“There is no immediate danger to patients who take these combination pain medications and they should continue to take them as directed by their health care provider,” added Kweder. “The risk of liver injury primarily occurs when patients take multiple products containing acetaminophen at one time and exceed the current maximum dose of 4,000 milligrams within a 24-hour period.”
July 14, 2010
by Rita Rubin
A large clinical trial of Avandia, sponsored by its maker, “was inadequately designed and conducted to provide any reassurance” that the controversial diabetes drug does not increase cardiovascular risk, a Food and Drug Administration scientist wrote in a memo released Friday.
The lengthy memo by Thomas Marciniak, a medical team leader in the Division of Cardiovascular and Renal Products, is part of a 765-page briefing document prepared by FDA scientists in advance of next week’s advisory committee meeting on Avandia’s fate.
The RECORD trial, a study ordered by the European Medications Agency, enrolled 4,447 patients. It compares Avandia, the trade name for rosiglitazone, combined with metformin or a sulfonylurea, which are two other diabetes drugs, to metformin combined with sulfonylurea.
It is an “open label” trial, which means that the patients and researchers are aware of who’s getting which drugs, knowledge that could bias the findings, Marciniak wrote.
He cited a number of other problems with the study, including a lack of complete information about which study participants had died, information that could have made Avandia look riskier.
Next Tuesday and Wednesday’s advisory committee meeting will be the second in three years to review Avandia’s risk/benefit profile.
At a July 2007 meeting, the panelists voted 20-3 that Avandia did raise heart attack risk. Yet, the panel voted 22-1 to recommend keeping the drug on the market. The FDA usually, but not always, follows its advisory committee recommendations.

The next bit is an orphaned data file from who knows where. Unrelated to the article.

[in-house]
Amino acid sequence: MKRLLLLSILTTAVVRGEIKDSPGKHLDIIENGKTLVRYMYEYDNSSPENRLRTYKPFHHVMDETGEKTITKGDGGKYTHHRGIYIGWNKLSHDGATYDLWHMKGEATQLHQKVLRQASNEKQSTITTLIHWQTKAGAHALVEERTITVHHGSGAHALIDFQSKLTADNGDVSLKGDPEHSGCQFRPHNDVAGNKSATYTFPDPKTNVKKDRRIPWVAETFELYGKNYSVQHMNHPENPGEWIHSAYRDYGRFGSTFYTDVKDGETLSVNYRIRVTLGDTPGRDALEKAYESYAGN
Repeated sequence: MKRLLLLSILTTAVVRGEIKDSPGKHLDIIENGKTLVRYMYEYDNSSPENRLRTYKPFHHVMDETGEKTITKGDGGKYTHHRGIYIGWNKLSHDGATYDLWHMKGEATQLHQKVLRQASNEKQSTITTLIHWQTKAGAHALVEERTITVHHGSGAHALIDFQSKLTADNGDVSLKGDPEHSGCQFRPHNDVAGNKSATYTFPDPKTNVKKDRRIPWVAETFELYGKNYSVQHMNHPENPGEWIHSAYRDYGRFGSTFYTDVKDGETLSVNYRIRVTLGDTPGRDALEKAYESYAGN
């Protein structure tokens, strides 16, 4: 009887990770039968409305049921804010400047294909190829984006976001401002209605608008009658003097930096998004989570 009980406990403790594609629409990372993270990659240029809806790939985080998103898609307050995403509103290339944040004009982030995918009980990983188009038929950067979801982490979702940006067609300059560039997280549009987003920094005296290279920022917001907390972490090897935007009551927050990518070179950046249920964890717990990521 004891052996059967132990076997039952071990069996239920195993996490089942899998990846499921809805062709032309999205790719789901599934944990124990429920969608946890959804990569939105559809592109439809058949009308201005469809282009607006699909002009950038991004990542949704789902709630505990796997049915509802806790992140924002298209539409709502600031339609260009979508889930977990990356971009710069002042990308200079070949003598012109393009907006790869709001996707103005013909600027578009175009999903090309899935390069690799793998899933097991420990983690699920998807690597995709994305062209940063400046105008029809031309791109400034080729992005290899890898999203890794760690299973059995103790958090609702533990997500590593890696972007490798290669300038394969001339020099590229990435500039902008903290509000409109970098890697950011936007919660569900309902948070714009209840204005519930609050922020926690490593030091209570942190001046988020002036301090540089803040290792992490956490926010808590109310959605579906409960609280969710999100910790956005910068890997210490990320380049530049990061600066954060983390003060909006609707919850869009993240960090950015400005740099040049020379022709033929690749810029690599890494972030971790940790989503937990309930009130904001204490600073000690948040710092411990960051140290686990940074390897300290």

Although their terms have expired, the FDA has taken the unusual step of inviting the 2007 advisory committee members to vote alongside their successors at next week’s meeting.
Concerns surfaced in ’07
Concerns about Avandia’s safety were raised in May 2007, when Steven Nissen, chair of cardiovascular medicine at the Cleveland Clinic, and coauthor Kathy Wolski published a report in The New England Journal of Medicine suggesting Avandia increased users’ risk of heart attacks. That term refers to problems related to an inadequate blood supply to the heart, including angina and heart attacks.
In February of this year, an investigation by the Senate Finance Committee concluded that maker GlaxoSmithKline, or GSK, knew of possible Avandia heart risks for several years before publication of Nissen’s study.
In a statement Friday, Murray Stewart, vice president for clinical development at GSK, said the company stands by its conviction that Avandia does not have unique cardiovascular risks.